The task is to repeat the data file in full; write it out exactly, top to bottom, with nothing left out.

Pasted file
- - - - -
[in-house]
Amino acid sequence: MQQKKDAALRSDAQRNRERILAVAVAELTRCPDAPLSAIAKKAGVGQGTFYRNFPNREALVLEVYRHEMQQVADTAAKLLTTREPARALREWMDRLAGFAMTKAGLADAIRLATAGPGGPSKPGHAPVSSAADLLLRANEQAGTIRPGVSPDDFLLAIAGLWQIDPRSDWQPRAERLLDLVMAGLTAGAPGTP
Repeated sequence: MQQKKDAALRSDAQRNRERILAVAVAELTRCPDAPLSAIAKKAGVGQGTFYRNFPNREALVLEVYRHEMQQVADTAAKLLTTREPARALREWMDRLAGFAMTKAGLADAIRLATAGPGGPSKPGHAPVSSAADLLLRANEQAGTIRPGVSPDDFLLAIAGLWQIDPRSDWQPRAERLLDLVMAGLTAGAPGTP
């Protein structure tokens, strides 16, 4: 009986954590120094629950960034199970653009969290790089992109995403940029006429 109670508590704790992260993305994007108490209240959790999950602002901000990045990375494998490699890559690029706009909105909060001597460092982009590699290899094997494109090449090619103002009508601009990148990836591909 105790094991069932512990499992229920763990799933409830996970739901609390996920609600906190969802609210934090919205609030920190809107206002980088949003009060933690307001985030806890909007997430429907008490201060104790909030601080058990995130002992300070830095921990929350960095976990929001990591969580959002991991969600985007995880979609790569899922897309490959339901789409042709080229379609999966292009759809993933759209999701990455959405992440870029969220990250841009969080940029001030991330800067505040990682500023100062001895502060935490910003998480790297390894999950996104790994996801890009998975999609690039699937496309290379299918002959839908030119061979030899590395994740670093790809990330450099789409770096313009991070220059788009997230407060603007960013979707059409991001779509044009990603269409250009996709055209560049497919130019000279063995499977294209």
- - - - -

[in-house]
Amino acid sequence: MQQKKDAALRSDAQRNRERILAVAVAELTRCPDAPLSAIAKKAGVGQGTFYRNFPNREALVLEVYRHEMQQVADTAAKLLTTREPARALREWMDRLAGFAMTKAGLADAIRLATAGPGGPSKPGHAPVSSAADLLLRANEQAGTIRPGVSPDDFLLAIAGLWQIDPRSDWQPRAERLLDLVMAGLTAGAPGTP
Repeated sequence: MQQKKDAALRSDAQRNRERILAVAVAELTRCPDAPLSAIAKKAGVGQGTFYRNFPNREALVLEVYRHEMQQVADTAAKLLTTREPARALREWMDRLAGFAMTKAGLADAIRLATAGPGGPSKPGHAPVSSAADLLLRANEQAGTIRPGVSPDDFLLAIAGLWQIDPRSDWQPRAERLLDLVMAGLTAGAPGTP
């Protein structure tokens, strides 16, 4: 009986954590120094629950960034199970653009969290790089992109995403940029006429 109670508590704790992260993305994007108490209240959790999950602002901000990045990375494998490699890559690029706009909105909060001597460092982009590699290899094997494109090449090619103002009508601009990148990836591909 105790094991069932512990499992229920763990799933409830996970739901609390996920609600906190969802609210934090919205609030920190809107206002980088949003009060933690307001985030806890909007997430429907008490201060104790909030601080058990995130002992300070830095921990929350960095976990929001990591969580959002991991969600985007995880979609790569899922897309490959339901789409042709080229379609999966292009759809993933759209999701990455959405992440870029969220990250841009969080940029001030991330800067505040990682500023100062001895502060935490910003998480790297390894999950996104790994996801890009998975999609690039699937496309290379299918002959839908030119061979030899590395994740670093790809990330450099789409770096313009991070220059788009997230407060603007960013979707059409991001779509044009990603269409250009996709055209560049497919130019000279063995499977294209």